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My Brief Stay In Unzen, Nagasaki

This week I went on a short two-day trip to Unzen, Nagasaki. Unzen is famous for its onsen and nature, a perfect place to take a rest from the buzzing city-life and work. I took the morning bus from Nagasaki station and enjoyed a lovely ride along beautiful scenery before arriving at down-town Unzen. I choose to go to Unzen because I am a onsen lover and this small town sounded like paradise to me. It didn’t disappoint me. After checking in at Unzen’s only guesthouse called Tsudoi (more about that later!) I followed the smell of sulfur and walked around Unzen Jigoku for a while.

Unzen Jigoku means ‘Unzen Hell’, a name I would say is very well suited to the scenery. High temperature volcanic gasses and hot springs erupt everywhere in the clay-coloured landscape followed by a strong smell of sulfur. There are several paths which you can follow, some will lead you to a wonderful view, others will bring you to a man that sells eggs that have been steamed by the hot spring’s of Unzen Jigoku. A cross stands on a hill in memory of the 33 Christian martyrs whom were tortured to death in the hot spring’s boiling water between 1627 and 1632.

When I left the geothermal park behind me I stumbled upon Shinyu, a public foot-bath. Throughout the village there are foot-baths and even finger-baths which you can use for a quick break from all the sightseeing.

After a quick lunch I walked to Shirakumo pond which took me around 20 minutes. Shirakumo pond is nearby Mt. Kinugasa, so for those of you who would like to climb the mountain, make sure to make a pit stop at Shirakumo. It has lovely views from all angles, some parts even reminded me a bit of Mt. Fuji. It’s very peaceful and relaxing to stroll around the pond and one of my top recommendations if you want a quiet retreat. Camping grounds are available as well.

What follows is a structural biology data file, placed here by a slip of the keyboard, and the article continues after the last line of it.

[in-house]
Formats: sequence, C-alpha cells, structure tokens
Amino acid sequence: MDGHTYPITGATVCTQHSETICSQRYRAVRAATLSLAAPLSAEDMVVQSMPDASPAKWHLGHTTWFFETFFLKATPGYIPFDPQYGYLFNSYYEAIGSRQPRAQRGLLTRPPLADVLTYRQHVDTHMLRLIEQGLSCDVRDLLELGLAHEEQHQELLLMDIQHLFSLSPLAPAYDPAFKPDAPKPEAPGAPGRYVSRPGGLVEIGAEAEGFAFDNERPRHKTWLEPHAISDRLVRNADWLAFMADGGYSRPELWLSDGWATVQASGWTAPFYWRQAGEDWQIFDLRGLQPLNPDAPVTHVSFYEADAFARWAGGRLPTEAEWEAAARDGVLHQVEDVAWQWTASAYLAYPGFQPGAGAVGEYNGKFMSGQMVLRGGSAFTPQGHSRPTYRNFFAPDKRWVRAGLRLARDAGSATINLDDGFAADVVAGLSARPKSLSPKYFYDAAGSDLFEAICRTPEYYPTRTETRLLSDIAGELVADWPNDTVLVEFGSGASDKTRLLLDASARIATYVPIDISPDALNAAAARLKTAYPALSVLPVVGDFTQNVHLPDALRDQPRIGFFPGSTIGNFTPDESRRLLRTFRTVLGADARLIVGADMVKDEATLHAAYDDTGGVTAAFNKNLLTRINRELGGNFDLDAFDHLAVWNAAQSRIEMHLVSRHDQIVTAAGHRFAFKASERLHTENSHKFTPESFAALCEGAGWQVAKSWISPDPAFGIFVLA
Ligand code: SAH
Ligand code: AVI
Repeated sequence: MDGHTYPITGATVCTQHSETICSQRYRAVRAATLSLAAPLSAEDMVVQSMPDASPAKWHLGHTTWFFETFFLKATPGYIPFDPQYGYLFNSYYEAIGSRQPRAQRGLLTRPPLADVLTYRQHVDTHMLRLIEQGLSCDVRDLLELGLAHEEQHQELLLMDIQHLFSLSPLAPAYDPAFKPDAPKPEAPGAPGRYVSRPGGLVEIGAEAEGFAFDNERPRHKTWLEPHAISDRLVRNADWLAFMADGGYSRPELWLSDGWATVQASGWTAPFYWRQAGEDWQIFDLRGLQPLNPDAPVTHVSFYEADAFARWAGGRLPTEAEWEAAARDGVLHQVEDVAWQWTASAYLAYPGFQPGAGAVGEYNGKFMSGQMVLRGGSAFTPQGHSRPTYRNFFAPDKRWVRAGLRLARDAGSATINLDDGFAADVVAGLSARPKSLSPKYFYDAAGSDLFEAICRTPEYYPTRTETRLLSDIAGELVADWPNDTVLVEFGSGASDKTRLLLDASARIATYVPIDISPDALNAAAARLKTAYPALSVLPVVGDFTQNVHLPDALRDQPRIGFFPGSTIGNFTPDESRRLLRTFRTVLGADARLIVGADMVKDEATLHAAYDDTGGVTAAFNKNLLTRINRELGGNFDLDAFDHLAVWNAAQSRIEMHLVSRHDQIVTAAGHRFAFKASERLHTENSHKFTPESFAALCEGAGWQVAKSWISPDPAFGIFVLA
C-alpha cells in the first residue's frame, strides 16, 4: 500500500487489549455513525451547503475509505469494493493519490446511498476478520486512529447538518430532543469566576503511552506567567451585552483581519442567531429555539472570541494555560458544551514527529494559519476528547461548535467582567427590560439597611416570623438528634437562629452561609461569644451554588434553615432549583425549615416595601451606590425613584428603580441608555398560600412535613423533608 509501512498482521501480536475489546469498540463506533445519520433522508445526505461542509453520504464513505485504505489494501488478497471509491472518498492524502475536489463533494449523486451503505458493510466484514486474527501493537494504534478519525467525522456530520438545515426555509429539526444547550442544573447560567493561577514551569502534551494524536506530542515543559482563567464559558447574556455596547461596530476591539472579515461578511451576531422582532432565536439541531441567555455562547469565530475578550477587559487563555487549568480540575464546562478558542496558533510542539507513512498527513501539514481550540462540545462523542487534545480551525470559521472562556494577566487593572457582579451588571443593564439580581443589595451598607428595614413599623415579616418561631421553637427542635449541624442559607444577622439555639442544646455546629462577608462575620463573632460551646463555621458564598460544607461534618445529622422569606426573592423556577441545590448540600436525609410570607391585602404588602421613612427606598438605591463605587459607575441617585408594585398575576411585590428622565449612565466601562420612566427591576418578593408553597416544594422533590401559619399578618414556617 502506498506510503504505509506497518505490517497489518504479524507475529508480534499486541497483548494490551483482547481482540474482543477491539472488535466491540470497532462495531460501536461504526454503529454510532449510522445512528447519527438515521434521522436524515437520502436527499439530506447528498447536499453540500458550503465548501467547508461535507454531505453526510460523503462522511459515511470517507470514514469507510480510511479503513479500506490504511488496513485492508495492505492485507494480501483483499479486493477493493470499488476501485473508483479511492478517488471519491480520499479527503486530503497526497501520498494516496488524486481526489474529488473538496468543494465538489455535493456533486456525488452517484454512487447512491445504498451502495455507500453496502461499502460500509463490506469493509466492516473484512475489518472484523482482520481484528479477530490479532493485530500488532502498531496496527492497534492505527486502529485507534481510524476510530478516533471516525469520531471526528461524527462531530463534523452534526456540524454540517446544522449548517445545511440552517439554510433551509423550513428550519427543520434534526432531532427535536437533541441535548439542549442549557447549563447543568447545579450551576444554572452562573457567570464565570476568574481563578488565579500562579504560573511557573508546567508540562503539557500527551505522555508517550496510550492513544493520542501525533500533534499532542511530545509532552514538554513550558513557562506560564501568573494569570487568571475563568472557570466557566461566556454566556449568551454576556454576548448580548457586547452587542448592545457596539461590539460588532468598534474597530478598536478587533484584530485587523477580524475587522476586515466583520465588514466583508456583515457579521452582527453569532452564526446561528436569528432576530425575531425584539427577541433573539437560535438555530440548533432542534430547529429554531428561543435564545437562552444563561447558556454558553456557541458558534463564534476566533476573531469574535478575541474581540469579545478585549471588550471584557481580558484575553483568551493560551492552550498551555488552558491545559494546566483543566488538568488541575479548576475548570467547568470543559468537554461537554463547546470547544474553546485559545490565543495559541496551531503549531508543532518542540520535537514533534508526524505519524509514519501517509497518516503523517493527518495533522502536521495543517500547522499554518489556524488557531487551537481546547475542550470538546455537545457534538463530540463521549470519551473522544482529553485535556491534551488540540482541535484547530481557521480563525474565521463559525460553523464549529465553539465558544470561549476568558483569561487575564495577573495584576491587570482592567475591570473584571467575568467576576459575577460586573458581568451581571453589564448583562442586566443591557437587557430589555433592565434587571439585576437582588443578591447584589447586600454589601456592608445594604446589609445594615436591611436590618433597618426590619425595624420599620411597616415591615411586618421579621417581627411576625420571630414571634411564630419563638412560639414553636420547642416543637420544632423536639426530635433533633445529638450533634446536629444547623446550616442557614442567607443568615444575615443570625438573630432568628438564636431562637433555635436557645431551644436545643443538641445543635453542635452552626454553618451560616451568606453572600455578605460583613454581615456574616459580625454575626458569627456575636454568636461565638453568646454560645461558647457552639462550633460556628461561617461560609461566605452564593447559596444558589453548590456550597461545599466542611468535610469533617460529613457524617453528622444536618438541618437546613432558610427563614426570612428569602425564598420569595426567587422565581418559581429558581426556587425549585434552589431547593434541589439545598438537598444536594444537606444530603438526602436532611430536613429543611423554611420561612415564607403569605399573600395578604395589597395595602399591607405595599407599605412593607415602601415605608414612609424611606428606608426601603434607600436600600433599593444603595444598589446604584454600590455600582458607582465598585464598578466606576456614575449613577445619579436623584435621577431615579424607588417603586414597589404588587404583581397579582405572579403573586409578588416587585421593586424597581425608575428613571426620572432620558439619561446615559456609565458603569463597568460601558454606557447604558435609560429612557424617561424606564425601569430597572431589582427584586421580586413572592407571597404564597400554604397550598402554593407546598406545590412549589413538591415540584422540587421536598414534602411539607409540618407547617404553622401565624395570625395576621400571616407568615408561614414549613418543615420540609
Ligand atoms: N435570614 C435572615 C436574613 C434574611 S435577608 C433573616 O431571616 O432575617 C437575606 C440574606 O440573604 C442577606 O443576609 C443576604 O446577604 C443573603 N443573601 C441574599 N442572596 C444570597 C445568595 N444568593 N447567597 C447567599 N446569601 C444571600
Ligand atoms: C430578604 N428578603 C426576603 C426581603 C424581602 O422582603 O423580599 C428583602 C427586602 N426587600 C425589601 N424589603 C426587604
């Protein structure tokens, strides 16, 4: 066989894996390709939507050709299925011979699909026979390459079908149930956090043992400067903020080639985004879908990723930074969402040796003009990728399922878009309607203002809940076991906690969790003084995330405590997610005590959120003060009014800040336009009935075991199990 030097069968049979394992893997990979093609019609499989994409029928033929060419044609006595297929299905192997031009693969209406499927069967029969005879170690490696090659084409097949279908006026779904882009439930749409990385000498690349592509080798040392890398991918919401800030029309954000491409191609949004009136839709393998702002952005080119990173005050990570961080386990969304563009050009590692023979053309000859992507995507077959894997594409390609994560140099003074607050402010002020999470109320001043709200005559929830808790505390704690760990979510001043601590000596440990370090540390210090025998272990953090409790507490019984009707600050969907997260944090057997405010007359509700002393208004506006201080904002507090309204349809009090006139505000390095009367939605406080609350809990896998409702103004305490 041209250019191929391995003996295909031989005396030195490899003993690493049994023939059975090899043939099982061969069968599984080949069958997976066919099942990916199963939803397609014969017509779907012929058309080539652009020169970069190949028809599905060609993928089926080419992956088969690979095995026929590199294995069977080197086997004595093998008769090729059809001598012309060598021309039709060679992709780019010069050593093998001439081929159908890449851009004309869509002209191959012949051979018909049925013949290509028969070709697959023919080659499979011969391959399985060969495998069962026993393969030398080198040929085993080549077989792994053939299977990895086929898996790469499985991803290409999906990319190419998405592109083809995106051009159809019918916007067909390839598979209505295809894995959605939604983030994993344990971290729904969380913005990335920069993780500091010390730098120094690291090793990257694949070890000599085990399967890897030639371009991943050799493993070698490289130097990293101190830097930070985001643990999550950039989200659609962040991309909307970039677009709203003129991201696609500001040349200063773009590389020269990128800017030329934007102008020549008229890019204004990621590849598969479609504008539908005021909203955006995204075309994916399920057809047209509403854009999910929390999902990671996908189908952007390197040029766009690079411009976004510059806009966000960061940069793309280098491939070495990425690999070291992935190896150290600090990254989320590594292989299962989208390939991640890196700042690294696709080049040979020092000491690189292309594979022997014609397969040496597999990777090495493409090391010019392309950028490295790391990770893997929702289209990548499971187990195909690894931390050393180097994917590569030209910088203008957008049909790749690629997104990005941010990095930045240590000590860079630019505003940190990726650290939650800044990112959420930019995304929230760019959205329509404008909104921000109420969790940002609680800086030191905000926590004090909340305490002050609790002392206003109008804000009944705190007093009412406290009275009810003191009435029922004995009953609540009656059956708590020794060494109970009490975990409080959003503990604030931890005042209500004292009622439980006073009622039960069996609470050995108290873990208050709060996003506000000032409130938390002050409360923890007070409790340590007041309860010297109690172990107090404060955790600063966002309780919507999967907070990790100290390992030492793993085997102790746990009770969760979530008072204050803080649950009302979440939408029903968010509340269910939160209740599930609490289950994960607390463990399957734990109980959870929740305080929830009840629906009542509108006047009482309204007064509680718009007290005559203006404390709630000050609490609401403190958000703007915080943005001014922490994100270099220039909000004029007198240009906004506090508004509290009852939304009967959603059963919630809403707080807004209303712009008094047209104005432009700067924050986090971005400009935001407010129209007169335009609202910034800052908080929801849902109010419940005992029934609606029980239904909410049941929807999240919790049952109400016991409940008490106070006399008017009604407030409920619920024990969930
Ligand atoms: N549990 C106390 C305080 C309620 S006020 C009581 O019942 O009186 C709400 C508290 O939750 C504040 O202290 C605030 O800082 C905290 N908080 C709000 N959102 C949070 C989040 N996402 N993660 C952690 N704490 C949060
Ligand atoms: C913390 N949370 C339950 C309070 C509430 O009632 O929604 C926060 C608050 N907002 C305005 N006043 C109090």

I stayed the night at Tsudoi, Unzen’s first and newly opened guesthouse (2016). The location was very convenient and the accommodation pleasant. In the evening I enjoyed a beer and later got to talk to the owner of the guesthouse, whom is such a friendly and genuine man. I’m happy that I’d made the decision to book here and not a hotel as I felt very welcomed.

After a quick breakfast I started my second day in a shared taxi to Nita Pass. From Nita Pass one can walk or take a ropeway up to Mt. Myokendake. There is a platform with a gorgeous view at 1333m, from there you can either take the ropeway down again or choose to hike further up the volcano via a narrow mountain path. Unfortunately the weather wasn’t so great so I broke off my hike after about an hour when it started to become muddy due to the rain. It might be fine if you travel in a group, but since I was alone I decided it wasn’t worth the risk.

Back in downtown Unzen I wanted to warm myself and visited Iwaki Ryokan’s onsen. In total I visited 5 hot springs during my trip, but since this is the only one in the prefecture to be awarded the highest rating by the Japan Hot Spring Association, I figured it would be a nice treat after the cold hike. The entrance fee is rather on the expensive side with it being a ¥600 for adults, but I turned out to be the only guest at that particular hour and thus had a large onsen all to myself. I immediately noticed that the water quality was better than the other onsen I visited prior, my skin felt smooth and all my muscle aches disappeared within minutes. I took the afternoon bus back to Nagasaki wishing I could come back to Unzen more often. If you have the chance, take it and go!

To access Unzen from Nagasaki, please take the bus from Nagasaki station bus terminal with the direction ‘Obama, Unzen’. The drive will take 1 hour and 40 minutes and costs ¥1800 one way.